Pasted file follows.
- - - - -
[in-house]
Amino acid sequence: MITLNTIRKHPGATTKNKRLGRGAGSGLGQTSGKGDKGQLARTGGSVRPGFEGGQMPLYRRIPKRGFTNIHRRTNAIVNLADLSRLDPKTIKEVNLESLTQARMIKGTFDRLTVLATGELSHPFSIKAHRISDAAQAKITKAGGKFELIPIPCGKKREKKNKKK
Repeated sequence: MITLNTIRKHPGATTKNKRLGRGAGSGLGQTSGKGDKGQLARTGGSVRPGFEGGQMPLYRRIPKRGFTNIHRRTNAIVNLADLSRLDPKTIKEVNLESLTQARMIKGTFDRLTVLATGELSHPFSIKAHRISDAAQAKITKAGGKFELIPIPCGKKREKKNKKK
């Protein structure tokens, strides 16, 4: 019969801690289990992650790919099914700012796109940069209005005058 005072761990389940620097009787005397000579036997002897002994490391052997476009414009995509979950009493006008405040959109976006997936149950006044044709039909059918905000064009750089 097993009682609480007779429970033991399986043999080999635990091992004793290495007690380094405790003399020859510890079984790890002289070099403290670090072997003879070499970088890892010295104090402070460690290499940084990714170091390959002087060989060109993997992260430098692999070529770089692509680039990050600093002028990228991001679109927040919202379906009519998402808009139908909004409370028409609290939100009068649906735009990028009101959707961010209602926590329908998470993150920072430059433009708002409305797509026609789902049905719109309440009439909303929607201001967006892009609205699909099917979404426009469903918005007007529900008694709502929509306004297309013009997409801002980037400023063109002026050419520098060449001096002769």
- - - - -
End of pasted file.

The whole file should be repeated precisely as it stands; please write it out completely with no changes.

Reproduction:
[in-house]
Amino acid sequence: MITLNTIRKHPGATTKNKRLGRGAGSGLGQTSGKGDKGQLARTGGSVRPGFEGGQMPLYRRIPKRGFTNIHRRTNAIVNLADLSRLDPKTIKEVNLESLTQARMIKGTFDRLTVLATGELSHPFSIKAHRISDAAQAKITKAGGKFELIPIPCGKKREKKNKKK
Repeated sequence: MITLNTIRKHPGATTKNKRLGRGAGSGLGQTSGKGDKGQLARTGGSVRPGFEGGQMPLYRRIPKRGFTNIHRRTNAIVNLADLSRLDPKTIKEVNLESLTQARMIKGTFDRLTVLATGELSHPFSIKAHRISDAAQAKITKAGGKFELIPIPCGKKREKKNKKK
């Protein structure tokens, strides 16, 4: 019969801690289990992650790919099914700012796109940069209005005058 005072761990389940620097009787005397000579036997002897002994490391052997476009414009995509979950009493006008405040959109976006997936149950006044044709039909059918905000064009750089 097993009682609480007779429970033991399986043999080999635990091992004793290495007690380094405790003399020859510890079984790890002289070099403290670090072997003879070499970088890892010295104090402070460690290499940084990714170091390959002087060989060109993997992260430098692999070529770089692509680039990050600093002028990228991001679109927040919202379906009519998402808009139908909004409370028409609290939100009068649906735009990028009101959707961010209602926590329908998470993150920072430059433009708002409305797509026609789902049905719109309440009439909303929607201001967006892009609205699909099917979404426009469903918005007007529900008694709502929509306004297309013009997409801002980037400023063109002026050419520098060449001096002769």